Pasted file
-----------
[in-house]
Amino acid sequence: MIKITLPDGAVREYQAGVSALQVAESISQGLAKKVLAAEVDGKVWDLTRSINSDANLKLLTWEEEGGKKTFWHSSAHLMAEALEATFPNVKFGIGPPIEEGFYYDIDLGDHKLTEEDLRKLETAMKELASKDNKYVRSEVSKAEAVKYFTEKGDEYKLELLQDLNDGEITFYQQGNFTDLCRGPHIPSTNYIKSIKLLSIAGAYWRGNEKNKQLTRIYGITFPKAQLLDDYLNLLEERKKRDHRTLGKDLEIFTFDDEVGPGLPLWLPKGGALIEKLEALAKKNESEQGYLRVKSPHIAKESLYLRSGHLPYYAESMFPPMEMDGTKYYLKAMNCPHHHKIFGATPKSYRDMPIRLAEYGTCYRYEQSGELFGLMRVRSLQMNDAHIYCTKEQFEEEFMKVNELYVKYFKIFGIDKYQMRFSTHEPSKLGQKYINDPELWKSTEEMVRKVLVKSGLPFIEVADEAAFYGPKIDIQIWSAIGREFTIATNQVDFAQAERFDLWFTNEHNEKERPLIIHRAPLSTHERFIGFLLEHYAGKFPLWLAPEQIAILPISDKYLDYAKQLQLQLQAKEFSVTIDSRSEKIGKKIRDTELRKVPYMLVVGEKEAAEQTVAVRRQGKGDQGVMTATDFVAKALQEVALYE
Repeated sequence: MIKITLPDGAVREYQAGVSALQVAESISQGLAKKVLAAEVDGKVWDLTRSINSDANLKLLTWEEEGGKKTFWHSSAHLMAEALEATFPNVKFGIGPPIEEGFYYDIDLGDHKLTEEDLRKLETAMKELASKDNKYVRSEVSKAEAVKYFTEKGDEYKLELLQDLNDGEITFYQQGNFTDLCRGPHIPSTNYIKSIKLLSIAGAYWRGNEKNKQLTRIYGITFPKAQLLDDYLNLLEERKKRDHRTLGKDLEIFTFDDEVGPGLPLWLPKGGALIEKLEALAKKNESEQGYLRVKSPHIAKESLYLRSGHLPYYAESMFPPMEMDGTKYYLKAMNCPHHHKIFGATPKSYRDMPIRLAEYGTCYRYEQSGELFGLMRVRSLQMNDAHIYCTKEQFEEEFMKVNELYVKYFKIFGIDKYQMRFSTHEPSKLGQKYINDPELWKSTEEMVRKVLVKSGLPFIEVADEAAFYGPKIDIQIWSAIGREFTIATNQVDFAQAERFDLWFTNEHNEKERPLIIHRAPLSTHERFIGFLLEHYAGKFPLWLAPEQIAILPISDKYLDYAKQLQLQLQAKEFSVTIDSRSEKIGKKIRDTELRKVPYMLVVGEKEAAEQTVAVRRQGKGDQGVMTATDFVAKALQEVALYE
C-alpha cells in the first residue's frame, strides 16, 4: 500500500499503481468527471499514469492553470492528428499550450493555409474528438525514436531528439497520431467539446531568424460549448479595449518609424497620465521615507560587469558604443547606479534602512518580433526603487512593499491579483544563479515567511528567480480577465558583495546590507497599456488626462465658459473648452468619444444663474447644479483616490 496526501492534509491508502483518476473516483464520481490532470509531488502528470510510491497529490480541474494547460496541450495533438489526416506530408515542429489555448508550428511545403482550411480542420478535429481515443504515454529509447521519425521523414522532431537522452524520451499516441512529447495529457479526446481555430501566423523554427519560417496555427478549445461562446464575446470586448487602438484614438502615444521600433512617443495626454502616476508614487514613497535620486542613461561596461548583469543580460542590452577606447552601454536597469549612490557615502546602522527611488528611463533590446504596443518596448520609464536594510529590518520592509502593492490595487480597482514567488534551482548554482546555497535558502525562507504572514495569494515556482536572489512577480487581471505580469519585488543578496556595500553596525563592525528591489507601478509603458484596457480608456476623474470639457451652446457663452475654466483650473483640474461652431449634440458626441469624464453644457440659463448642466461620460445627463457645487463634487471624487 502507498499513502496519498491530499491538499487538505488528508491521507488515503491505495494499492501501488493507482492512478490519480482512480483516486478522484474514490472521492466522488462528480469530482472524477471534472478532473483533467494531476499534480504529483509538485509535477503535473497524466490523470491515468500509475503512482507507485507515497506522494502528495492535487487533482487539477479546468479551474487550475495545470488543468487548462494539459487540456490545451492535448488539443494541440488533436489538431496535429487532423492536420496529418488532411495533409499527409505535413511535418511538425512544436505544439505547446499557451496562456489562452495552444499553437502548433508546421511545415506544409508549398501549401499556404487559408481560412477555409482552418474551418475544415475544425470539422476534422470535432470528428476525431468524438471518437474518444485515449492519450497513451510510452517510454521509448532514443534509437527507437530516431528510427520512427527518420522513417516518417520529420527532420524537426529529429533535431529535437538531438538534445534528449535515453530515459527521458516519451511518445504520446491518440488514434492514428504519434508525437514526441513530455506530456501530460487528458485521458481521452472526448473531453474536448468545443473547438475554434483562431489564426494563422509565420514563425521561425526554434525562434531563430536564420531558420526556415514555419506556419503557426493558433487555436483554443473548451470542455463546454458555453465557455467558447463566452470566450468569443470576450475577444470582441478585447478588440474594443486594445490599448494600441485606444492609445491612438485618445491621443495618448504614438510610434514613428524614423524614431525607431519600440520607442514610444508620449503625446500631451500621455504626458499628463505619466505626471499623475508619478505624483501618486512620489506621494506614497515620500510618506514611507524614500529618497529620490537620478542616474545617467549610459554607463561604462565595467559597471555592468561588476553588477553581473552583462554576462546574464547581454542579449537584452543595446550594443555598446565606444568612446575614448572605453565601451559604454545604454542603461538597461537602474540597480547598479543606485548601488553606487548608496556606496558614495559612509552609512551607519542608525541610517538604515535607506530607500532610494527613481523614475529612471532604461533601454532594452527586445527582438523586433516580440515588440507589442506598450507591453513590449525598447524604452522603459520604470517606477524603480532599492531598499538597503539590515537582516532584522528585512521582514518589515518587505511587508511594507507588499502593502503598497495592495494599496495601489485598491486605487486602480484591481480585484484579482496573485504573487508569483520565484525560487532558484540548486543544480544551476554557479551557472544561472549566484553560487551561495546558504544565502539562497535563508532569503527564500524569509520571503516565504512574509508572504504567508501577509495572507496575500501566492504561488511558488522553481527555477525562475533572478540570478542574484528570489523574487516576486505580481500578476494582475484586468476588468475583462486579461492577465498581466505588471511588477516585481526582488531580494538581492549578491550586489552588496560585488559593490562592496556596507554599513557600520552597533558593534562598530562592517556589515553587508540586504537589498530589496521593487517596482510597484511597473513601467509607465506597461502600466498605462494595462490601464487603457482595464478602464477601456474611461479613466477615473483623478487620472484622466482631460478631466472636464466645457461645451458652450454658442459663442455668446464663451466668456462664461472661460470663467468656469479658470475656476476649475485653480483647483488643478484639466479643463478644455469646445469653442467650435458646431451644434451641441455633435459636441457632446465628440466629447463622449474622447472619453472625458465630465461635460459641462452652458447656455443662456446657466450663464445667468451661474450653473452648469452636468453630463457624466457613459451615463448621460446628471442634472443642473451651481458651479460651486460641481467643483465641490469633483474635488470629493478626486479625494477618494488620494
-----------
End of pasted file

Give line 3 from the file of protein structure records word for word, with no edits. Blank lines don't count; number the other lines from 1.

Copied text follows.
Repeated sequence: MIKITLPDGAVREYQAGVSALQVAESISQGLAKKVLAAEVDGKVWDLTRSINSDANLKLLTWEEEGGKKTFWHSSAHLMAEALEATFPNVKFGIGPPIEEGFYYDIDLGDHKLTEEDLRKLETAMKELASKDNKYVRSEVSKAEAVKYFTEKGDEYKLELLQDLNDGEITFYQQGNFTDLCRGPHIPSTNYIKSIKLLSIAGAYWRGNEKNKQLTRIYGITFPKAQLLDDYLNLLEERKKRDHRTLGKDLEIFTFDDEVGPGLPLWLPKGGALIEKLEALAKKNESEQGYLRVKSPHIAKESLYLRSGHLPYYAESMFPPMEMDGTKYYLKAMNCPHHHKIFGATPKSYRDMPIRLAEYGTCYRYEQSGELFGLMRVRSLQMNDAHIYCTKEQFEEEFMKVNELYVKYFKIFGIDKYQMRFSTHEPSKLGQKYINDPELWKSTEEMVRKVLVKSGLPFIEVADEAAFYGPKIDIQIWSAIGREFTIATNQVDFAQAERFDLWFTNEHNEKERPLIIHRAPLSTHERFIGFLLEHYAGKFPLWLAPEQIAILPISDKYLDYAKQLQLQLQAKEFSVTIDSRSEKIGKKIRDTELRKVPYMLVVGEKEAAEQTVAVRRQGKGDQGVMTATDFVAKALQEVALYE